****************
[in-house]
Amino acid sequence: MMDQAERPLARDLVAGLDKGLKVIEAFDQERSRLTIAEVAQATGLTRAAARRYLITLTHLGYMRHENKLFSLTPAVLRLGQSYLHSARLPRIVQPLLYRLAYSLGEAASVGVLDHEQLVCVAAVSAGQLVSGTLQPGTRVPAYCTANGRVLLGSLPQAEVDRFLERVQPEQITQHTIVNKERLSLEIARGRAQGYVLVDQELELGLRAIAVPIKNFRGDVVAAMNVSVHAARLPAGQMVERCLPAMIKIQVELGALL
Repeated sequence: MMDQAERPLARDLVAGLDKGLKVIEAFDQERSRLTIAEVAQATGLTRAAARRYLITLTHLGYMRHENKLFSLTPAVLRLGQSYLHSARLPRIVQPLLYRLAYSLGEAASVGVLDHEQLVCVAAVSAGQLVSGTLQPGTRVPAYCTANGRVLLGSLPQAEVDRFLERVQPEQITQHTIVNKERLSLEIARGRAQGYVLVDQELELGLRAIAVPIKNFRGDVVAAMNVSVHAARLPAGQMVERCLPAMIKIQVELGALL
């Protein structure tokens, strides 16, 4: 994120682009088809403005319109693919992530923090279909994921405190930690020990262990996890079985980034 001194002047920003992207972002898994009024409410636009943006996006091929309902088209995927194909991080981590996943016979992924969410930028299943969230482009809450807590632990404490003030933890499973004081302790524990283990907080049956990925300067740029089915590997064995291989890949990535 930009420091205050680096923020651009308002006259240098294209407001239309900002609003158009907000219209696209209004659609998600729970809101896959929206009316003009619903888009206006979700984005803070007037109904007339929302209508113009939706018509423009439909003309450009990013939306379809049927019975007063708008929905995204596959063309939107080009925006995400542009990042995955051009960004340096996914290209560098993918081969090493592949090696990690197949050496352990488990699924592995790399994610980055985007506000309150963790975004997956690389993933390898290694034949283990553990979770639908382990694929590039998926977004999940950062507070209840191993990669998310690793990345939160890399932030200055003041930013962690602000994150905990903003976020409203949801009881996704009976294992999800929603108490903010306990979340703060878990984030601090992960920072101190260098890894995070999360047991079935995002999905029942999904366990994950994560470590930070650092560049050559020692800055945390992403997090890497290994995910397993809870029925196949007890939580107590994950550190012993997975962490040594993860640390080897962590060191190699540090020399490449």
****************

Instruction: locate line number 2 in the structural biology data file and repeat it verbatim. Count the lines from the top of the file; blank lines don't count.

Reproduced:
Amino acid sequence: MMDQAERPLARDLVAGLDKGLKVIEAFDQERSRLTIAEVAQATGLTRAAARRYLITLTHLGYMRHENKLFSLTPAVLRLGQSYLHSARLPRIVQPLLYRLAYSLGEAASVGVLDHEQLVCVAAVSAGQLVSGTLQPGTRVPAYCTANGRVLLGSLPQAEVDRFLERVQPEQITQHTIVNKERLSLEIARGRAQGYVLVDQELELGLRAIAVPIKNFRGDVVAAMNVSVHAARLPAGQMVERCLPAMIKIQVELGALL